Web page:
Joined: 12/16/2011
Posts: 2818

Hi SadinHeart, that's the first time I've seen "Jan's Story", I know just how that guy feels.  I'm going to post that site on the 'weird sense of humor' page, maybe Jim_Knox needs to see this.


One thing I've been making progress with is about a line in the Bible, "In all things give thanks."  I'm not thankful for my wife having this damned disease.  But I'm starting to be grateful I've had this opportunity to grow in peace, love and understanding.  To be honest, I'm trying to start to cultivate an attitude of gratitude.

I need to live my life, and I don't want it to be filled with anger and resentment at God or life.  Monty Python has a line in a song, "Always look on the bright side of death."  With the belief I have about God and death, I can try to do that.


Once again, I thank all who post here, I'm feeling a lot better knowing I'm not alone in this horror.

Posted: Wednesday, May 23, 2012 2:39 PM
Joined: 12/15/2011
Posts: 403

My brother asked me to watch "Jan's Story" when my parents were going through this. Little did I know that one day my mom would also see herself in the mirror and think it was someone else.


It was heartbreaking to see this young woman go through such a horrible disease at such an early age. I also watched the movie "A Song for Martin" and the documentary by Maria Shriver. Everyone who has a LO with this horrible disease should watch these movies so they can see that they are not alone. What is happening to your LO is not strange or unique, it is part of the disease. At least it helped me understand what my parents went through and what we were going through.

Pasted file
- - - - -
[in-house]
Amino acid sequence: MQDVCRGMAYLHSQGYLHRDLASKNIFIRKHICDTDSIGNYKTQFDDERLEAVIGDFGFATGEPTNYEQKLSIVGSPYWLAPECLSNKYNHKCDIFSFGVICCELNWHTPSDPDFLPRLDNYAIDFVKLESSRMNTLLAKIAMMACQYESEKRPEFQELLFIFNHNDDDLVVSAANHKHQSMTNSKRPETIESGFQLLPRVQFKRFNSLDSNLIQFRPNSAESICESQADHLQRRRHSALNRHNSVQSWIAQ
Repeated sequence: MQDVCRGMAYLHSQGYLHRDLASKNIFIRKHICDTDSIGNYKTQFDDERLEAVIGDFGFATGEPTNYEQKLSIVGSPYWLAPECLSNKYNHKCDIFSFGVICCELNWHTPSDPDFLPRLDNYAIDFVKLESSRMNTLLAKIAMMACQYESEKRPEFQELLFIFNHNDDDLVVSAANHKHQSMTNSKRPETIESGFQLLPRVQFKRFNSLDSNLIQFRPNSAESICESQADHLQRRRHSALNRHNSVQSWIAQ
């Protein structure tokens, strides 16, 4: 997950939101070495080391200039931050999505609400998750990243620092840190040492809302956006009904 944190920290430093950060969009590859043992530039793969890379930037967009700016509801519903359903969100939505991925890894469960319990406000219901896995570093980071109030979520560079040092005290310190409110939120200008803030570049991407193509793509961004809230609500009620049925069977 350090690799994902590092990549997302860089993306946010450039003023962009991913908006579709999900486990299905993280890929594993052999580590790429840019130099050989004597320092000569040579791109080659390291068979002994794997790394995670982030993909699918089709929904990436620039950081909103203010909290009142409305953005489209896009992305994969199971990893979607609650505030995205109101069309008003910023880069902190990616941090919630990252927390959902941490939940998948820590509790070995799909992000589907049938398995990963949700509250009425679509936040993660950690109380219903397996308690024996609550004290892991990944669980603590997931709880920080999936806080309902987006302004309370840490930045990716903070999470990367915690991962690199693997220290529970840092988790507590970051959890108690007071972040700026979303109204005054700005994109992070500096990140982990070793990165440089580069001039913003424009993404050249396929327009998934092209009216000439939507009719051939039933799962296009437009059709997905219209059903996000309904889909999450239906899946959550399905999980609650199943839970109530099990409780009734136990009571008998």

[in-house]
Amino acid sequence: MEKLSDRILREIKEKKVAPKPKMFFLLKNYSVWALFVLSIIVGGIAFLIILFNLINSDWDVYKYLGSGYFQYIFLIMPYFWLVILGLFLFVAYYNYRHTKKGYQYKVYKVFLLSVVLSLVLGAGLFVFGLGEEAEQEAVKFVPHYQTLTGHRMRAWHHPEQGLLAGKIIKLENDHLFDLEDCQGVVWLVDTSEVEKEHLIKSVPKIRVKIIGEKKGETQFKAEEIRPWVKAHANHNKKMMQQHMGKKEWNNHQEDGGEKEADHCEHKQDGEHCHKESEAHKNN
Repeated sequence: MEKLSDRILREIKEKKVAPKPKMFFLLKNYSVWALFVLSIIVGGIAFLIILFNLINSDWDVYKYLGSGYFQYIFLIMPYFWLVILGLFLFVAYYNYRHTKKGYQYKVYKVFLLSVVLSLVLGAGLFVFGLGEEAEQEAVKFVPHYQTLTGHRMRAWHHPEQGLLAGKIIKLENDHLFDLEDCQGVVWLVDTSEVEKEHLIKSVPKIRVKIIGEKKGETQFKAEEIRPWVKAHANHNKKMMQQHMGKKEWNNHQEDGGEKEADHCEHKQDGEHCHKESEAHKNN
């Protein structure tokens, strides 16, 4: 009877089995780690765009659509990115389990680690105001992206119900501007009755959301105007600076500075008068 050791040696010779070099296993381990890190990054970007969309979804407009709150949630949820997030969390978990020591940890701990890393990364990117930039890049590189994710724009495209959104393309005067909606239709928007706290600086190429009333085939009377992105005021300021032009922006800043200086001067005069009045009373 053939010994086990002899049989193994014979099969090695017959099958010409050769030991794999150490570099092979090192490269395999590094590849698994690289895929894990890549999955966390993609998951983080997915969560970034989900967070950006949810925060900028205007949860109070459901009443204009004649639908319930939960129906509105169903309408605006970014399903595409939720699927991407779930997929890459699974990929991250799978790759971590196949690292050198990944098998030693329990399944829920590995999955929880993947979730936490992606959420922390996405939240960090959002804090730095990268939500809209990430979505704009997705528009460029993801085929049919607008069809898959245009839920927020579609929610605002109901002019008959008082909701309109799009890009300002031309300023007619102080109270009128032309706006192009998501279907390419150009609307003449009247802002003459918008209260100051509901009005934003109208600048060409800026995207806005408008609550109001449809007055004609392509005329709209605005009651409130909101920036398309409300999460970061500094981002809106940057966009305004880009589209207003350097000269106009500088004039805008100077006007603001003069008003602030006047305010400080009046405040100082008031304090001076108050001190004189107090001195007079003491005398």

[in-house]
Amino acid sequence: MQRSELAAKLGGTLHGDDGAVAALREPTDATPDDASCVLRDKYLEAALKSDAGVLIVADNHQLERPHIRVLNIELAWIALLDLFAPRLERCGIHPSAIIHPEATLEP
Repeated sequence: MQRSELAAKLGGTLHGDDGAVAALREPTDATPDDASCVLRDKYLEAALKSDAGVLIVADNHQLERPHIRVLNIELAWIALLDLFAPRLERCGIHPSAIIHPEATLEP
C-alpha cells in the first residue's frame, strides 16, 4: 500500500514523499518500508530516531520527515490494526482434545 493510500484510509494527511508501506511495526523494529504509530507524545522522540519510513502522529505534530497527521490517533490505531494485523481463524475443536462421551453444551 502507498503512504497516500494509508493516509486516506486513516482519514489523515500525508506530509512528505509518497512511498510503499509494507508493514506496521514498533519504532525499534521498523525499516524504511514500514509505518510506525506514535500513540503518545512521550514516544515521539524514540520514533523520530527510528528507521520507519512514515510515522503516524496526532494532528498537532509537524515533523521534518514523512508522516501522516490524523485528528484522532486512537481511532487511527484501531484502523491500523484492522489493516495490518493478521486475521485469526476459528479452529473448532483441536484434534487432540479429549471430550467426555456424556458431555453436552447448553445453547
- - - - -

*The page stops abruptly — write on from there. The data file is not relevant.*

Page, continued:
I don't blame Jan's husband for moving on because no matter what you do, there is nothing you can do to make this disease get better or go away. But at the same time your life is going by very fast and before you know it, your life is gone and then what. So he did what he could with the best of both worlds. He stayed close to his Jan and made sure she was well taken care of and he was able to continue enjoying life with another person that filled that empty space in his heart.


But honestly, if anyone wants to criticize this guy for moving on, the first thing I would think about if I was him is what are they doing to help my situation and second I would remember a saying I read: "What people think of me is none of my business"